arbitrarily obstruct U.S.-funded humanitarian assistance, which should trigger a

suspension of security assistance under Section 620I of the Foreign Assistance Act. A

government that acts above, or around, the laws set by elected legislatures is not a

government that is faithful to the Constitution, or to its commitments to the people of

these United States.

  • Secondly, we believe the U.S. Government should use all necessary and available leverage

to bring the conflict to an immediate close and to achieve the release of all hostages, be

they Israelis kidnapped on October 7th, or the thousands of Palestinians, many of them

children, sitting uncharged in Israeli administrative detention.

  • Third, we believe the United States should commit the funding and the support needed

to ensure an immediate expansion of humanitarian assistance to the people of Gaza, and

the reconstruction of that territory—a moral obligation given that the harm and

destruction to-date has largely been dealt by American weapons.

  • Fourth, we believe the United States should immediately announce that the policy of the

United States will be to support self-determination for the Palestinian people, and an end

to military occupation and settlements, including in the West Bank and East Jerusalem.

  • Fifth, we believe there is an urgent need for change in the organizational cultures and

structures that have enabled the current U.S. approach. This includes the strengthening

of oversight and accountability mechanisms within the Executive Branch, greater

transparency regarding arms transfers and legal deliberations, an end to the silencing and

sidelining of critical voices, and statutory change via the legislative process; we commit to

working with the Executive and Legislative branches to detail and pursue such reforms.

  • Finally, we believe freedom of speech is under threat in this country, and we abjure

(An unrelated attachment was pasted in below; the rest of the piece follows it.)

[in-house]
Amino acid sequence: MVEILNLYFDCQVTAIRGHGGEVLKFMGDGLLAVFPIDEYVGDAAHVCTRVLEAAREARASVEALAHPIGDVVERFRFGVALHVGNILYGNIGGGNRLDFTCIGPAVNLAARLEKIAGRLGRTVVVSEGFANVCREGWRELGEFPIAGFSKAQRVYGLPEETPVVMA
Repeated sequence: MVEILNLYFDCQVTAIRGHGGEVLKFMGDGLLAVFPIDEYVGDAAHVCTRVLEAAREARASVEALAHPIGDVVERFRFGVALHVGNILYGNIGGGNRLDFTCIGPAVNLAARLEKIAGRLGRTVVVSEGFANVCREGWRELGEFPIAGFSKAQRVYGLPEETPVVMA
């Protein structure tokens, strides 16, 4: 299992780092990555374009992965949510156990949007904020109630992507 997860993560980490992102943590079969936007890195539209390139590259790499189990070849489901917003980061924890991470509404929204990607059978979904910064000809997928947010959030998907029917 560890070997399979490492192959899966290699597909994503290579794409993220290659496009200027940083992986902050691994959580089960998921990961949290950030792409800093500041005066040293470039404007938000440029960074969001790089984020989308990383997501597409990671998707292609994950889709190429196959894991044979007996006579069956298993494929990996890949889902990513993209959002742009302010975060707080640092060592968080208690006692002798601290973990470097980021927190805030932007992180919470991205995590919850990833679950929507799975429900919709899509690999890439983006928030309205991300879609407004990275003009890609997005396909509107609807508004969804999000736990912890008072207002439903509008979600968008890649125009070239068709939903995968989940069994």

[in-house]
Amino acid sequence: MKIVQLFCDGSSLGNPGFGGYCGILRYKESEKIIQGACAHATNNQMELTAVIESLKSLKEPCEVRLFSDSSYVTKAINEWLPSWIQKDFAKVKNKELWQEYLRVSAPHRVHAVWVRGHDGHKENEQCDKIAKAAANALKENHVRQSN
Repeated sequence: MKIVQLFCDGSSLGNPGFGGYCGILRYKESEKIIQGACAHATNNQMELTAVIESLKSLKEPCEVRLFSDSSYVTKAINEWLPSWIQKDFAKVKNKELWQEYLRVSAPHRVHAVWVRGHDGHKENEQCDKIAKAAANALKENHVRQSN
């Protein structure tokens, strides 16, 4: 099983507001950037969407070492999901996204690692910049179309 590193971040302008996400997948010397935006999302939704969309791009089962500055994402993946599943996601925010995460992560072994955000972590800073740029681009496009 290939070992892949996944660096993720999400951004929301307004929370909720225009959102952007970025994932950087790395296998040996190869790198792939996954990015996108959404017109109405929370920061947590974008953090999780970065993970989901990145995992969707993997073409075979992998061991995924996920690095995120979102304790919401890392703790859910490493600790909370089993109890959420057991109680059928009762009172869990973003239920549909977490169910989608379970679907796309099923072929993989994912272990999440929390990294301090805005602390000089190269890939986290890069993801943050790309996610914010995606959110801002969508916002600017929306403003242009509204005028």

political pressure on colleges and universities in particular that have led to a militarized

police response to peaceful protests, and we call upon the U.S. Government, including

the Departments of Education and Justice, to take any and all necessary steps to protect

free speech and nonviolent protest.

Our message to our former colleagues:

Your voice matters. We write to you with hope that you will use your positions to amplify calls

for peace and hold your respective institution accountable to the violence unfolding in Palestine.

We thank those of you who are working day in and day out to press for just and equitable

policies that protect all lives. We recognize the systemic obstacles you face, both as you perform

your work, and as you consider leaving it. We particularly embrace those of you representing

America’s diversity who feel that your voices have been disempowered, ignored, and tokenized.

We are with you, and we know that a better way is possible, but only when we are all brave

enough to challenge institutions and outdated forces that attempt to silence us.

We encourage you to keep pushing. In our experience, no decision point is too minor to

challenge, so while you are in government service, use your voice, write letters to leaders in your

agencies, and bring up your disagreements with your team. Speaking out has a snowball effect,

inspiring others to use their voice. There is strength in numbers, and we urge you to not be

complicit. We encourage you to consult with your Inspectors General, with your legal advisors,

with appropriate Members of Congress, and via other protected channels, to question the

veracity and/or legality of specific actions or policies. There are resources, and you have

advocates, including all of us, who can support you in speaking your truth.

We close with wisdom from Dr. Martin Luther King in his message about the Vietnam War that

resonates today: “the calling to speak is often a vocation of agony, but we must speak … for we

are deeply in need of a new way beyond the darkness that seems so close around us.” May we all

have the moral courage to speak and push for a better world, for a better America.

Signed, this week of July 4, 2024.